No reliable test data is available about the effectiveness or efficiency of the technique. And any physiological muscle advantage with the technique is questionable.

Jay


Thanks! Noted.
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Re: Re:

06 Jun 2018 21:15

JayKosta wrote:
MarkvW wrote:Wow. He is still at it, trying to sell those stupid P****c***k things.

---------------------------
PCs have not been discussed here for quite a while.

My understanding is that the techique emphasizes a very strong lowerleg application of force to the pedal from before TDC and continues for approximately 180 degrees

Jay


No, it continues with maximal torque until 2 o'c where it merges with the natural downward force until 5 o'c, at which position a simultaneous switchover of max leg force application takes place. Downward force takes over from about 2.30. There is no dead spot sector between 11 and 1, that's why concentration is required.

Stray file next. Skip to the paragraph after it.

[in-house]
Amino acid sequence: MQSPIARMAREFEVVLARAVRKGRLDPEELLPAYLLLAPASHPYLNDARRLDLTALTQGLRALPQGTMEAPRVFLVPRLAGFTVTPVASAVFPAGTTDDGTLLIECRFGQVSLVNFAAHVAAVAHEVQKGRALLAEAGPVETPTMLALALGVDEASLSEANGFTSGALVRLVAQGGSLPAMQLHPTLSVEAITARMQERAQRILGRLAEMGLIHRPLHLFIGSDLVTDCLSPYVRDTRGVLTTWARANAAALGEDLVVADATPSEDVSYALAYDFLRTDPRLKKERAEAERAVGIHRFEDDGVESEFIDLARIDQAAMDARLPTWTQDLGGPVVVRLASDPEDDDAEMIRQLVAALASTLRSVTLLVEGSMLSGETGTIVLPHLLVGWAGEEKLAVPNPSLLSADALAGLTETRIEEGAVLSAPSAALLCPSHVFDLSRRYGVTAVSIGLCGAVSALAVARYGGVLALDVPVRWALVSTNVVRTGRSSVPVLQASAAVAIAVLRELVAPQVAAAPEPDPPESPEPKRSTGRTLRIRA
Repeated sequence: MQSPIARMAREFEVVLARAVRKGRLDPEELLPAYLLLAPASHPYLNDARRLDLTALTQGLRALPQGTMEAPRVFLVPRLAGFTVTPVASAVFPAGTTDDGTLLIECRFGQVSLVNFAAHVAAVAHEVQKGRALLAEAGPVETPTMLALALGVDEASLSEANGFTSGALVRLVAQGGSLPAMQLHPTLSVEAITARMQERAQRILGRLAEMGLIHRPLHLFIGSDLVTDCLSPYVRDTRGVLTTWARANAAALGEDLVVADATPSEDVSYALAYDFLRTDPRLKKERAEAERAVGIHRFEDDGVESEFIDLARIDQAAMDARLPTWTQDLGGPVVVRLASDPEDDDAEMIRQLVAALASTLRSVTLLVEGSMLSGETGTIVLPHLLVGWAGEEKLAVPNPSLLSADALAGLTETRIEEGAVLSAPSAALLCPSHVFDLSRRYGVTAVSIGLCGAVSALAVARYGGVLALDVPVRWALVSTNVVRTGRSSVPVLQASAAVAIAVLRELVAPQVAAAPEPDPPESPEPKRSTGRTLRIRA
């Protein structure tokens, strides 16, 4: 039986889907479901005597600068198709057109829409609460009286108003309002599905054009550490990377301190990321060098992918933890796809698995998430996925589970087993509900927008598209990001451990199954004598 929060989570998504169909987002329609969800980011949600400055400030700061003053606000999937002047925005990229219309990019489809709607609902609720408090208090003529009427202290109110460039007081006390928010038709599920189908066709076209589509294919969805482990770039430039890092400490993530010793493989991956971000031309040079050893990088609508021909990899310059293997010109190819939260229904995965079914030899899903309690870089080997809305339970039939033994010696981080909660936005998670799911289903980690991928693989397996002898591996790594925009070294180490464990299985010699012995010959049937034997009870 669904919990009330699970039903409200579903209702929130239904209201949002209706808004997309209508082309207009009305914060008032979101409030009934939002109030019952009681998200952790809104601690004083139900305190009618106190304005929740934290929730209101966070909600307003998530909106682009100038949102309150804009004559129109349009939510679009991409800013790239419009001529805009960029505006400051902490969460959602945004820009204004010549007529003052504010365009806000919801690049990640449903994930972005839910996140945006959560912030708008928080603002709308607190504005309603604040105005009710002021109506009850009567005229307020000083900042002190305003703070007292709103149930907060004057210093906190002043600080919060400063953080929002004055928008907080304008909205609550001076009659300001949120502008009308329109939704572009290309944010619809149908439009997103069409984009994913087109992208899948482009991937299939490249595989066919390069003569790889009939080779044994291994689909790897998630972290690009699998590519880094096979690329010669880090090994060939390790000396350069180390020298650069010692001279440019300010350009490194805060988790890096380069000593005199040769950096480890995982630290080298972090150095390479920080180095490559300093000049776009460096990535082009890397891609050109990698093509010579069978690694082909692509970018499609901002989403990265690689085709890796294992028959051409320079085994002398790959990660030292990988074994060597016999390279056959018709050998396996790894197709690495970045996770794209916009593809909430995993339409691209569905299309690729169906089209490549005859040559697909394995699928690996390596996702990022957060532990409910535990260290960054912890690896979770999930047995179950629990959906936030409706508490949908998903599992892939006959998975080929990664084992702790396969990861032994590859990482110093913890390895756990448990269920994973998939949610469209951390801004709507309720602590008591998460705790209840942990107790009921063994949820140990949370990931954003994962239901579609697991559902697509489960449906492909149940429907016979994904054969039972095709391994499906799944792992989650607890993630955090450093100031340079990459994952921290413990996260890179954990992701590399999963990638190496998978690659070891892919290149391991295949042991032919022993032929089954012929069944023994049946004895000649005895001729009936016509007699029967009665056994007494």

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Re:

06 Jun 2018 21:25

CoachFergie wrote:But of course Merckx won more races, won more time trials and went further in the Hour Record. So using batsh*t crazy logic his way of pedalling is more powerful.


That would be in keeping with the objectives of each rider. As for the hour record, you only have to go far enough to beat the previous record, Anquetil did not believe in wasting energy. How many world TT's (GP de N) did Merckx win ?
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Re:

10 Jun 2018 14:30

CoachFergie wrote:More repetition of nonsense. If it was better it would be easily measureable. Jim Martin has just had a paper accepted that may shed more light on this matter.